Not just any bricks though, we like bricks with character. Bricks with age. Bricks that have seen the comings & goings of the years. We love property but we’re really passionate about period & character properties.
But just what is a period property? And how do you know which period you should be describing your house as when you’re advertising it for sale?
We decided to ask our Director, Julia Baden, to clear it all up for us.
As you’d imagine, there’s nothing special about a period property. It’s simply a property from a particular period in history. Certainly the builders at the time didn’t really know what was to come after them, they just built according to the techniques, materials & fashions of the day.
You can see quite an overlap on styles, particularly around the changeover years but in general, these are the periods in housing that we talk about.
Tudor (1485 – 1603). The style that’s often thought of as Olde England with the traditional black & white timber framing. Fireplaces were quite large by today’s standards; Intended to heat as much of the home as possible as well as cooking, since England was much more prone to snow then. Tudor houses often have steep pitched roofs and a myriad of tiny leaded windows. Speke Hall is a stunning example of a Tudor Manor House but many smaller homes are still in everyday use around the UK and appear quite frequently on the market.
Stuart (1603 – 1714). Spanning a period often referred to as the golden age of British architecture, you’ll find earlier timber-framed buildings although more usually with a tiled rather than thatched roof. After the Great Fire of London in 1666 – and with the lessons of the Civil War in mind – regulations stipulated rebuilding with brick. Often the ground floor was commercial with the first & second floors being the home. Sometimes that arrangement can still be seen today although many internal layouts haven’t lasted the test of time as families demanded ever more space.
Expect to see sash windows and often elaborate brick chimneys.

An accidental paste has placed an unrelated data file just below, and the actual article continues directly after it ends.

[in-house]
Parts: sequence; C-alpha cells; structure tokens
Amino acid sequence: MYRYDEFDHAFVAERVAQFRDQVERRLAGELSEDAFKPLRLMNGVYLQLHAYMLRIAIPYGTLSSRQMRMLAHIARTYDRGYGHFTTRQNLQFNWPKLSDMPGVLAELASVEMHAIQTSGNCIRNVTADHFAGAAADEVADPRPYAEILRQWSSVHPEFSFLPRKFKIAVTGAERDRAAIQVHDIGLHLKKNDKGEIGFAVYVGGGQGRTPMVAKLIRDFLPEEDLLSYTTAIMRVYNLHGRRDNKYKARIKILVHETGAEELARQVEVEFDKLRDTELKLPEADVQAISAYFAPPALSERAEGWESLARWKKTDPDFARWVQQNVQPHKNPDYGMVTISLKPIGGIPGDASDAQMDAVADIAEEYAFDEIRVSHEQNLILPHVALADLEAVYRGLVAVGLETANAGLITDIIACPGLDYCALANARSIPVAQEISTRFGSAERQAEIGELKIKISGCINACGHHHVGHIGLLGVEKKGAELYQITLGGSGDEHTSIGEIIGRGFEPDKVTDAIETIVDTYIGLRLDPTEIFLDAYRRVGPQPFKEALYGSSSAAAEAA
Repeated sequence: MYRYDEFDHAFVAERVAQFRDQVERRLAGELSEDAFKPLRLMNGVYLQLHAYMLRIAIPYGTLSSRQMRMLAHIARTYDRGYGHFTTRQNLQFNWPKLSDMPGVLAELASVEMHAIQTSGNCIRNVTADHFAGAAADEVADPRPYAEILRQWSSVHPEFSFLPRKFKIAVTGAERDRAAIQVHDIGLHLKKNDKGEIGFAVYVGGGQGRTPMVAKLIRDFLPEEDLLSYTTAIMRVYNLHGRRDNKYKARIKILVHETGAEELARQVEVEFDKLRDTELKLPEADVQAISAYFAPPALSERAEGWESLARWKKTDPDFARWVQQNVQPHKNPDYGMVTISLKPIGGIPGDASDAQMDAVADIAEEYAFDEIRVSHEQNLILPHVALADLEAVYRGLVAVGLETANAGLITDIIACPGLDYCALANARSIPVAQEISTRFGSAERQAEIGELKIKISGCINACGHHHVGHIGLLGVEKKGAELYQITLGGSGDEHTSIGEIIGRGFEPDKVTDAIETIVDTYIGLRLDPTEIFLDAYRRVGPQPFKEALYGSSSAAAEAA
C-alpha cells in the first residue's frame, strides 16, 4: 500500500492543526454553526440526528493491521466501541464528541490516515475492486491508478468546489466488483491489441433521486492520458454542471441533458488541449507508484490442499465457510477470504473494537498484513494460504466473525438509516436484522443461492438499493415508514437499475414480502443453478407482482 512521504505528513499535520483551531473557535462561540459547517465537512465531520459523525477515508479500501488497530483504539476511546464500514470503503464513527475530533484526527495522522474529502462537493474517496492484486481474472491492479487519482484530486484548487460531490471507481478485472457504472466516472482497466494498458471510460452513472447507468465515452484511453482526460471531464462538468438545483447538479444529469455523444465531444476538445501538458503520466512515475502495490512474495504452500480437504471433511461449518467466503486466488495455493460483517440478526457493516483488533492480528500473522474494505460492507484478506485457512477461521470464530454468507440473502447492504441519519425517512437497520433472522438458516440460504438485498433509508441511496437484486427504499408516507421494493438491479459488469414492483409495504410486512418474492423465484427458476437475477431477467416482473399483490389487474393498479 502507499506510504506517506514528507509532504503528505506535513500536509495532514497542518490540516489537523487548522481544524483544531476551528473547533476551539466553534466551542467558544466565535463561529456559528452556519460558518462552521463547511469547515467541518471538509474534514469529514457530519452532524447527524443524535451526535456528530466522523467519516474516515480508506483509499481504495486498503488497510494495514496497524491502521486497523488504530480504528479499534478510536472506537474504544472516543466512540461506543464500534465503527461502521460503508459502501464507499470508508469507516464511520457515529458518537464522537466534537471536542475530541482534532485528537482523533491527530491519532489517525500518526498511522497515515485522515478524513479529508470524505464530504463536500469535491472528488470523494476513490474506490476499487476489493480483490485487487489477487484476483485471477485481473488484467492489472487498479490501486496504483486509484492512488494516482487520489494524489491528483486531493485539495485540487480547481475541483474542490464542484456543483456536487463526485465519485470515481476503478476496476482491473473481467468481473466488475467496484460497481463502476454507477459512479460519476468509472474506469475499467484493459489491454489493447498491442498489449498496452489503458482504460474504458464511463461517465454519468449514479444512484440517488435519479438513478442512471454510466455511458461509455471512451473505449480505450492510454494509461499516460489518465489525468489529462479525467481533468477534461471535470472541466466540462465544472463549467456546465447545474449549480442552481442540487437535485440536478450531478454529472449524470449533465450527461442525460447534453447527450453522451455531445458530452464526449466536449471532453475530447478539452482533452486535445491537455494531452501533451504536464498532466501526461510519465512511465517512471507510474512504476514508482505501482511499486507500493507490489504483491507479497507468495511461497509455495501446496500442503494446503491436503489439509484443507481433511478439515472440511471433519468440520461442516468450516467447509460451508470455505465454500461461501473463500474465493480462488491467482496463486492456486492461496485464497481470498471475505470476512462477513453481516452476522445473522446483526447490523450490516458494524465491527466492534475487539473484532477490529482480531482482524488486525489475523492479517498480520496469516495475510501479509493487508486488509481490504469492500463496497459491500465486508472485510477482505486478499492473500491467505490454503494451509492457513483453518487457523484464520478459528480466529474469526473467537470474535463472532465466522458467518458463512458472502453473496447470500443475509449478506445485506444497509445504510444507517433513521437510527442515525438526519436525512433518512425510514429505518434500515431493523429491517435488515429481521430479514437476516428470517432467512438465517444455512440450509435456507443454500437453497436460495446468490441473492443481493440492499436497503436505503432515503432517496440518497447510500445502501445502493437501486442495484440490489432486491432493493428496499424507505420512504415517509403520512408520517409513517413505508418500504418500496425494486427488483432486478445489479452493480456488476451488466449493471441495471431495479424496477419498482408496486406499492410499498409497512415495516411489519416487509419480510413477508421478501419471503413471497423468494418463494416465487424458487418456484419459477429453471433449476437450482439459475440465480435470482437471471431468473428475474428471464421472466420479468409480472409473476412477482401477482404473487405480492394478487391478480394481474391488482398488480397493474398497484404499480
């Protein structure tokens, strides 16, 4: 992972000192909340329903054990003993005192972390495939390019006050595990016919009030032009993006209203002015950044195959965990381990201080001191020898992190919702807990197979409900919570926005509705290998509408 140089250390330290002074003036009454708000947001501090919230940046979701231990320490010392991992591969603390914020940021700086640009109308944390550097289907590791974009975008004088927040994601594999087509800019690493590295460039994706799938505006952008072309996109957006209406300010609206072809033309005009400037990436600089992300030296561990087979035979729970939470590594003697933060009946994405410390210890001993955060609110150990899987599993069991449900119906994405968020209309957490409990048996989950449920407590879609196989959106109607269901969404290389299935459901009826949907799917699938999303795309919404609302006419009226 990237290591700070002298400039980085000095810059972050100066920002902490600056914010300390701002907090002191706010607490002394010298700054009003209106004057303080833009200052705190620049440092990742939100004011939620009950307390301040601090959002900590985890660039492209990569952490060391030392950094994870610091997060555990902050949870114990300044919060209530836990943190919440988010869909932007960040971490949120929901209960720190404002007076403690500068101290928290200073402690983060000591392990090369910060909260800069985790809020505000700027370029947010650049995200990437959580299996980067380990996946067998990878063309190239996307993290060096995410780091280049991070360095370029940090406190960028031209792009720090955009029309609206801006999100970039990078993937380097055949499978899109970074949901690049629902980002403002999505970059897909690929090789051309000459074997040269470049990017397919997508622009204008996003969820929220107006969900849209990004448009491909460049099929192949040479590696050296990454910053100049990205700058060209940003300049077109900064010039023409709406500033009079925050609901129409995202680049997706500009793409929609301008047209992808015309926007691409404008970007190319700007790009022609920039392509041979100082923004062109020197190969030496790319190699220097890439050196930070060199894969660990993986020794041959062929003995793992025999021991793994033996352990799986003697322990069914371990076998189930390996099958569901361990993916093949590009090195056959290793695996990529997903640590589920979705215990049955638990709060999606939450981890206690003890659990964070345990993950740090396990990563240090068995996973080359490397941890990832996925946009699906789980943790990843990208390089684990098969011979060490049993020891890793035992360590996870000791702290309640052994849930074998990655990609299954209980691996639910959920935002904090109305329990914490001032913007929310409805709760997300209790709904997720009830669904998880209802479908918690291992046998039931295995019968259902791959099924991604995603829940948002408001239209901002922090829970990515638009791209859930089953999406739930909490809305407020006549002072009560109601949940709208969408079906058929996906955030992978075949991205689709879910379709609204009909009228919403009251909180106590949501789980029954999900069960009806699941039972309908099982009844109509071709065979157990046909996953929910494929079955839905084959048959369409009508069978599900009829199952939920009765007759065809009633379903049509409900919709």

Georgian (1714 – 1830s). A period which characterised symmetry. Often built with brick, stone, sash windows and later, stucco. You might also spot bricked up windows, victims of the Window Tax levied on homeowners between 1696 & 1851.
Elegant in their simplicity, often with long identical rows and central chimneys. Pediments above windows and doors on a building’s façade with typically large, high-ceiling rooms and you’ll often find three or four story townhouses built around garden squares.
Look out for more decoration as you move into the Regency period of the early 1800s, typically ornate railings and more exterior decoration.
Victorian (1830s – 1901). Often terraced with solid walls, large bay windows, high ceilings & cast iron fireplaces which is why they’ll often have cellars for coal storage.
The sash windows of earlier periods are still to be seen but usually with fewer, larger panes and standardized factory-made bricks were now in common use. From the 1850s, regulations started to introduce better sanitation though some properties may still have what was once the outside loo!
The stained glass window you may see in the hallway is a lovely feature common to that period along with wooden floors, skirting, coving and picture rails.
Edwardian (1901 – 1914). Although only a short period, very visually distinctive with houses often built in a straight line with red brickwork & wooden-framed porches.
Influenced by the Arts & Crafts Movement, interiors saw wide hallways, larger gardens, extravagantly big windows, flamboyantly designed fireplaces, stained glass windows and mock-Tudor cladding.